Who are the highest-paid athletes in the world?
Who are the highest-paid athletes in the world? originally appeared on NBC Sports Boston
Professional sports are about competition, championships – and cold, hard cash.
Forbes released its list of the 10 highest-paid athletes for 2023. The group made over $1.1 billion combined and includes three soccer stars, three basketball players, two golfers, a boxer and a now-retired tennis player.
Here's a look at the biggest paydays for athletes on and off the field over the last year:
Cristiano Ronaldo – $136 million
Cristiano Ronaldo’s ugly exit from Manchester United wound up helping his bank account. The Portuguese superstar left Europe to sign with Saudi Arabian club Al Nassr and now has an estimated annual salary of $75 million. His appeal to brands off the field is also evident, as he has more combined followers across Facebook, Instagram and Twitter than any other athlete on Earth.
Lionel Messi – $130 million
Lionel Messi’s PSG future hangs in the balance, but coming off his first career World Cup title, the Argentinian legend is still raking in dough. About half of his money came from PSG, while endorsements from Adidas, Budweiser, PepsiCo, Socios and more effectively doubled his earnings.
Kylian Mbappé – $120 million
Kylian Mbappé is the youngest player in Forbes’ top 10 at just 24 years old. With one World Cup title under his belt and another World Cup Final appearance in 2022, the PSG phenom has already become one of the world’s most recognizable athletes. A majority of his earnings come from his whopping salary with the French club.
LeBron James – $119.5 million
LeBron James is the top-earning American athlete on Forbes’ list. On top of becoming the NBA’s all-time leading scorer this year, James also became the first active athlete to become a certified billionaire by Forbes last June. On top of his Lakers salary, James has a lifetime deal with Nike and has a stake in Fenway Sports Group, which owns the Boston Red Sox, Liverpool FC and the Pittsburgh Penguins.
Canelo Álvarez – $110 million
Canelo Álvarez made big bucks with his fights against Dmitry Bivol and Gennadiy Golovkin. He makes the vast majority of his money in the ring compared to endorsements, and he will add to his total during his bout against John Ryder on May 6.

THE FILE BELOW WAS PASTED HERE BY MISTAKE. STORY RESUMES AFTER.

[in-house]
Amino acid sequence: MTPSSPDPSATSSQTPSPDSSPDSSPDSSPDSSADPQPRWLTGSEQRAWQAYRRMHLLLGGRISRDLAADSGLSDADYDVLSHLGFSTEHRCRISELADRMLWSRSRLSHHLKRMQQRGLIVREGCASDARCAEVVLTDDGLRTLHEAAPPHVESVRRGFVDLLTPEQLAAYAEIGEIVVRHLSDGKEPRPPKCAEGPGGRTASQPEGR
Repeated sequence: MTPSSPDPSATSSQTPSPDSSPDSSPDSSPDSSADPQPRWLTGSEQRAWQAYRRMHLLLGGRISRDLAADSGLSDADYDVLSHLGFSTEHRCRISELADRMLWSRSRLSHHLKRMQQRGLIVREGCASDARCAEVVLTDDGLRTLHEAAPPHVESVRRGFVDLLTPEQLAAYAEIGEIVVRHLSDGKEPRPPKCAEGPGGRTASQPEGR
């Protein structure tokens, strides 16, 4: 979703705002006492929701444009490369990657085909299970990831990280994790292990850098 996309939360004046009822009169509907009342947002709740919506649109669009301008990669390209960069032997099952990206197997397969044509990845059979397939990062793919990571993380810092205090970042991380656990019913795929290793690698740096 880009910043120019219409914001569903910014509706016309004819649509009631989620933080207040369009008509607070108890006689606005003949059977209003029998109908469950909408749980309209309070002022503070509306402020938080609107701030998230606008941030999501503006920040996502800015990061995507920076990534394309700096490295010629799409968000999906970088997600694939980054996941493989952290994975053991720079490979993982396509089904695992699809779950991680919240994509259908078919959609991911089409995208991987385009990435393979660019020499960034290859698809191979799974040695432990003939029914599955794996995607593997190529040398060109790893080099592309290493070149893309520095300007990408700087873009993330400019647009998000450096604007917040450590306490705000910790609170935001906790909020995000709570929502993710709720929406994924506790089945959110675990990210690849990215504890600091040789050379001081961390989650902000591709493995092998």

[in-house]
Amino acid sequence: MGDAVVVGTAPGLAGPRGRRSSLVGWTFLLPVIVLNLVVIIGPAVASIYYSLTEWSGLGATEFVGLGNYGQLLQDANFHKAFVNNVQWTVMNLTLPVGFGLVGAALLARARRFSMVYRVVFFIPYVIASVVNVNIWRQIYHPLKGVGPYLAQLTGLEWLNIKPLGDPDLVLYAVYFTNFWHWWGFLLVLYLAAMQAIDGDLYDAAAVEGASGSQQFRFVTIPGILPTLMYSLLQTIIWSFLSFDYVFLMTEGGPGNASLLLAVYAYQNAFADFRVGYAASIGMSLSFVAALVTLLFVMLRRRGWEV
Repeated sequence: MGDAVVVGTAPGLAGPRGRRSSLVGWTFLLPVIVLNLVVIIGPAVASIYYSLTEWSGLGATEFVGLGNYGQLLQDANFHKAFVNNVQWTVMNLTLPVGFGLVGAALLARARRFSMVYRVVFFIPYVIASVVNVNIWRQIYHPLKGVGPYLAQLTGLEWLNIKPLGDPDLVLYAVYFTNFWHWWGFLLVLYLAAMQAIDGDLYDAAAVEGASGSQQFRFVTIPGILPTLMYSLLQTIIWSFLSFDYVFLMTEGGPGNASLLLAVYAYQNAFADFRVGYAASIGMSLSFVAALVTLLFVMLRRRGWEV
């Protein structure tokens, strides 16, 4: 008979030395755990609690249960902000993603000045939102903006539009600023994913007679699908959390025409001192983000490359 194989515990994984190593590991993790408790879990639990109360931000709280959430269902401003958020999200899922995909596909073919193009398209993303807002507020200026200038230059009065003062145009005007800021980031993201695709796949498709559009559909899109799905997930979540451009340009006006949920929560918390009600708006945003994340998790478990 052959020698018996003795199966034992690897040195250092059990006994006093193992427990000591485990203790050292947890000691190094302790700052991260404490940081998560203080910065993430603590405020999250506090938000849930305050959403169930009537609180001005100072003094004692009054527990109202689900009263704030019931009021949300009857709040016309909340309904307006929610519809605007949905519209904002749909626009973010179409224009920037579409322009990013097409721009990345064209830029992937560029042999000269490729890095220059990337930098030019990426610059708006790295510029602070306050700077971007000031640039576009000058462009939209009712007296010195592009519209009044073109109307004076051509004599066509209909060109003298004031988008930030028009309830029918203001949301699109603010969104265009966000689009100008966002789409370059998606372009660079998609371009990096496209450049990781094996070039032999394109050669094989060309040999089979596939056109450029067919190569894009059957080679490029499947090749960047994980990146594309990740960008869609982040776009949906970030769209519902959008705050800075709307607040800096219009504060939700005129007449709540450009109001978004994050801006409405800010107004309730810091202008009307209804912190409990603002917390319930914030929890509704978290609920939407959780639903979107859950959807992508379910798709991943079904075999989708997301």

Dustin Johnson – $107 million
Like Ronaldo, Johnson was one of two golfers who earned nine-figure paydays over the last 12 months after making the move to a Saudi-financed organization. Dustin Johnson joined LIV Golf in 2022 for a staggering signing fee, and wound up making $35.6 million in prize money during play in less than 10 tournaments on the rouge tour.
Phil Mickelson – $106 million
Right behind Johnson is Phil Mickelson, who is relying on on-course results for earnings after losing sponsors with his move to LIV. The new golf league handed Mickelson a contract in the ballpark of $200 million to join last year. The 52-year-old lefty returned to hallowed grounds and earned $1.6 million by tying for second place at the 2023 Masters.
Steph Curry – $100.4 million
Steph Curry is the eighth and final athlete to surpass the $100 million threshold over the last year. He won his fourth NBA Finals with the Golden State Warriors last June and had the league’s highest 2022-23 salary at $48.1 million. Off the court, Curry was swept into a lawsuit after FTX collapsed, but he has a lucrative deal with Under Armour and is expanding his media ventures with his company, Unanimous Media, to make up for that loss.
Roger Federer – $95.1 million
Roger Federer called it a career last September, but his sponsors are staying put. The Swiss tennis icon has over a dozen long-term partners that helped him earn $95 million off the court in the last year, per Forbes.
Kevin Durant – $89.1 million
It’s been a hectic 12 months for Kevin Durant, but he’s been getting paid at every stop. The former Brooklyn Net was traded to the Phoenix Suns in February, but his $40-plus million salary came with him. He’s making moves off the court, too, landing a lifetime deal with Nike, growing his media company, Boardroom, and picking up stakes in companies through his investing firm, 35V.